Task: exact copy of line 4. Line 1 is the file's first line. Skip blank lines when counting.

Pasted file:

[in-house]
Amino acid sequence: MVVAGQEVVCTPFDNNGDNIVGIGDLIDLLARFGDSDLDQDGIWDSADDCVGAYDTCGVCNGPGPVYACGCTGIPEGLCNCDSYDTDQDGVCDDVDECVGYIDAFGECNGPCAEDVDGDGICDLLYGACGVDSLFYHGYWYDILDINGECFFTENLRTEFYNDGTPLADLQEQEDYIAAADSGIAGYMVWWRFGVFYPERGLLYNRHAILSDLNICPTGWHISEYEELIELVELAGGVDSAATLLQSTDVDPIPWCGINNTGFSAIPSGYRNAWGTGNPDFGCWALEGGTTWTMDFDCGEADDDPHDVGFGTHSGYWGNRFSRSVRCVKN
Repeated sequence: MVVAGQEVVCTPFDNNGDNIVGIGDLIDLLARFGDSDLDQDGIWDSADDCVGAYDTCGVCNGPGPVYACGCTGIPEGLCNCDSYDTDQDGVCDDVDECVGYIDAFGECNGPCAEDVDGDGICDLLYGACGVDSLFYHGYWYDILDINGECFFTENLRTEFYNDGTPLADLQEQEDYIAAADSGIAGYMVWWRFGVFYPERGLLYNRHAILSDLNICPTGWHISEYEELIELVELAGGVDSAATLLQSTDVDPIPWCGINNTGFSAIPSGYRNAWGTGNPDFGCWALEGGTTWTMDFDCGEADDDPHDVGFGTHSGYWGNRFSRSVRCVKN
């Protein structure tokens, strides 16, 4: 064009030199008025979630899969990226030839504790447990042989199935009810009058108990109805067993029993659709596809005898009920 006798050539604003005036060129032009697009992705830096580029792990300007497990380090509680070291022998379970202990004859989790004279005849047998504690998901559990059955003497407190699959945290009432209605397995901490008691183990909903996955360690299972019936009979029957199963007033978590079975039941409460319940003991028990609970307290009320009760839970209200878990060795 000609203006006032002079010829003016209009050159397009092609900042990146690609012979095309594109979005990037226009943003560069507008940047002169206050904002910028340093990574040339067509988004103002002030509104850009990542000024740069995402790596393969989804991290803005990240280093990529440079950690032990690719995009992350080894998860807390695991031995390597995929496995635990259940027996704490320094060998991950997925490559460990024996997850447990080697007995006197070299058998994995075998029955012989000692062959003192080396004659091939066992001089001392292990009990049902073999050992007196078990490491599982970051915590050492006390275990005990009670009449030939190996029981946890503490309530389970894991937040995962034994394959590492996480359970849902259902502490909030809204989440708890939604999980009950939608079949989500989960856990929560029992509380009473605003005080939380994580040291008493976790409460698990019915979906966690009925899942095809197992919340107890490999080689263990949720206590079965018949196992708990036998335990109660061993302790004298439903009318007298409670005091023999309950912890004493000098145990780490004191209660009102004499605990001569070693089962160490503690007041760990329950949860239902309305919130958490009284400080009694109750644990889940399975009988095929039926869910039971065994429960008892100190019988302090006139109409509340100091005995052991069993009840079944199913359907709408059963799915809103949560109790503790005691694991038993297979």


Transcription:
């Protein structure tokens, strides 16, 4: 064009030199008025979630899969990226030839504790447990042989199935009810009058108990109805067993029993659709596809005898009920 006798050539604003005036060129032009697009992705830096580029792990300007497990380090509680070291022998379970202990004859989790004279005849047998504690998901559990059955003497407190699959945290009432209605397995901490008691183990909903996955360690299972019936009979029957199963007033978590079975039941409460319940003991028990609970307290009320009760839970209200878990060795 000609203006006032002079010829003016209009050159397009092609900042990146690609012979095309594109979005990037226009943003560069507008940047002169206050904002910028340093990574040339067509988004103002002030509104850009990542000024740069995402790596393969989804991290803005990240280093990529440079950690032990690719995009992350080894998860807390695991031995390597995929496995635990259940027996704490320094060998991950997925490559460990024996997850447990080697007995006197070299058998994995075998029955012989000692062959003192080396004659091939066992001089001392292990009990049902073999050992007196078990490491599982970051915590050492006390275990005990009670009449030939190996029981946890503490309530389970894991937040995962034994394959590492996480359970849902259902502490909030809204989440708890939604999980009950939608079949989500989960856990929560029992509380009473605003005080939380994580040291008493976790409460698990019915979906966690009925899942095809197992919340107890490999080689263990949720206590079965018949196992708990036998335990109660061993302790004298439903009318007298409670005091023999309950912890004493000098145990780490004191209660009102004499605990001569070693089962160490503690007041760990329950949860239902309305919130958490009284400080009694109750644990889940399975009988095929039926869910039971065994429960008892100190019988302090006139109409509340100091005995052991069993009840079944199913359907709408059963799915809103949560109790503790005691694991038993297979």